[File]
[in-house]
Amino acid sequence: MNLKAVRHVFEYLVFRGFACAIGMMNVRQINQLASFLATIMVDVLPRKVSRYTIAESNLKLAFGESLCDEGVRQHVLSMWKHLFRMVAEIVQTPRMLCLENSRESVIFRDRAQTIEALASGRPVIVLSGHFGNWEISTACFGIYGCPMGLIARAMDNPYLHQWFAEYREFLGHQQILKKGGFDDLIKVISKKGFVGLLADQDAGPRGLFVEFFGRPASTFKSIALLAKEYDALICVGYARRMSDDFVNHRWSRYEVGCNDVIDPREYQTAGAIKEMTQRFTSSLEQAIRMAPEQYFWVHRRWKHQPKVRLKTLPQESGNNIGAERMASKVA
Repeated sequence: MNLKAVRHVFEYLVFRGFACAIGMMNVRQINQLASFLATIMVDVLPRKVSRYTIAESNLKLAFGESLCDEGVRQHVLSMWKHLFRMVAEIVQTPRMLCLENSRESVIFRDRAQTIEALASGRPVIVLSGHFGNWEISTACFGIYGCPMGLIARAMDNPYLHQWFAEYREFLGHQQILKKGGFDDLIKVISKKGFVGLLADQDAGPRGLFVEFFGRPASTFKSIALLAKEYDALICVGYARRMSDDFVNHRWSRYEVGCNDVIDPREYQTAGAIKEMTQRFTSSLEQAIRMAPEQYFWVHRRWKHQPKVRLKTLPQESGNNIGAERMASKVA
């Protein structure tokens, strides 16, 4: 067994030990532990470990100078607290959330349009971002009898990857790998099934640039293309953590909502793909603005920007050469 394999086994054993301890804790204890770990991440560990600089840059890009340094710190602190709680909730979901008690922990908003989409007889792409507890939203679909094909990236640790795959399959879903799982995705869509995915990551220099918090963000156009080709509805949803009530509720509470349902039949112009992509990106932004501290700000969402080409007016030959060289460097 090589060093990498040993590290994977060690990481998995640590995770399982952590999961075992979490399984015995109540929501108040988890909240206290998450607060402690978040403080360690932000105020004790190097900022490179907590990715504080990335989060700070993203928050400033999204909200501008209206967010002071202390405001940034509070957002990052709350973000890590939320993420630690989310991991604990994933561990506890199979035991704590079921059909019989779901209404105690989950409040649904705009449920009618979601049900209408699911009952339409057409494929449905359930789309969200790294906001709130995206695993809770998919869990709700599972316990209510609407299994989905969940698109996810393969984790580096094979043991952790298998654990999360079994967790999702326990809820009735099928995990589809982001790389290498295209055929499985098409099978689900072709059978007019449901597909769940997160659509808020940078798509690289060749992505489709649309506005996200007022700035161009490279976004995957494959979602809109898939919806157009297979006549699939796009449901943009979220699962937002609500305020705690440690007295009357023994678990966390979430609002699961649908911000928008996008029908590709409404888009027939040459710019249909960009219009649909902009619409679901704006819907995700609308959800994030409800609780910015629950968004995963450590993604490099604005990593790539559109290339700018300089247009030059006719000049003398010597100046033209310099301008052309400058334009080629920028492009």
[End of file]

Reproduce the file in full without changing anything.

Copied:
[in-house]
Amino acid sequence: MNLKAVRHVFEYLVFRGFACAIGMMNVRQINQLASFLATIMVDVLPRKVSRYTIAESNLKLAFGESLCDEGVRQHVLSMWKHLFRMVAEIVQTPRMLCLENSRESVIFRDRAQTIEALASGRPVIVLSGHFGNWEISTACFGIYGCPMGLIARAMDNPYLHQWFAEYREFLGHQQILKKGGFDDLIKVISKKGFVGLLADQDAGPRGLFVEFFGRPASTFKSIALLAKEYDALICVGYARRMSDDFVNHRWSRYEVGCNDVIDPREYQTAGAIKEMTQRFTSSLEQAIRMAPEQYFWVHRRWKHQPKVRLKTLPQESGNNIGAERMASKVA
Repeated sequence: MNLKAVRHVFEYLVFRGFACAIGMMNVRQINQLASFLATIMVDVLPRKVSRYTIAESNLKLAFGESLCDEGVRQHVLSMWKHLFRMVAEIVQTPRMLCLENSRESVIFRDRAQTIEALASGRPVIVLSGHFGNWEISTACFGIYGCPMGLIARAMDNPYLHQWFAEYREFLGHQQILKKGGFDDLIKVISKKGFVGLLADQDAGPRGLFVEFFGRPASTFKSIALLAKEYDALICVGYARRMSDDFVNHRWSRYEVGCNDVIDPREYQTAGAIKEMTQRFTSSLEQAIRMAPEQYFWVHRRWKHQPKVRLKTLPQESGNNIGAERMASKVA
């Protein structure tokens, strides 16, 4: 067994030990532990470990100078607290959330349009971002009898990857790998099934640039293309953590909502793909603005920007050469 394999086994054993301890804790204890770990991440560990600089840059890009340094710190602190709680909730979901008690922990908003989409007889792409507890939203679909094909990236640790795959399959879903799982995705869509995915990551220099918090963000156009080709509805949803009530509720509470349902039949112009992509990106932004501290700000969402080409007016030959060289460097 090589060093990498040993590290994977060690990481998995640590995770399982952590999961075992979490399984015995109540929501108040988890909240206290998450607060402690978040403080360690932000105020004790190097900022490179907590990715504080990335989060700070993203928050400033999204909200501008209206967010002071202390405001940034509070957002990052709350973000890590939320993420630690989310991991604990994933561990506890199979035991704590079921059909019989779901209404105690989950409040649904705009449920009618979601049900209408699911009952339409057409494929449905359930789309969200790294906001709130995206695993809770998919869990709700599972316990209510609407299994989905969940698109996810393969984790580096094979043991952790298998654990999360079994967790999702326990809820009735099928995990589809982001790389290498295209055929499985098409099978689900072709059978007019449901597909769940997160659509808020940078798509690289060749992505489709649309506005996200007022700035161009490279976004995957494959979602809109898939919806157009297979006549699939796009449901943009979220699962937002609500305020705690440690007295009357023994678990966390979430609002699961649908911000928008996008029908590709409404888009027939040459710019249909960009219009649909902009619409679901704006819907995700609308959800994030409800609780910015629950968004995963450590993604490099604005990593790539559109290339700018300089247009030059006719000049003398010597100046033209310099301008052309400058334009080629920028492009």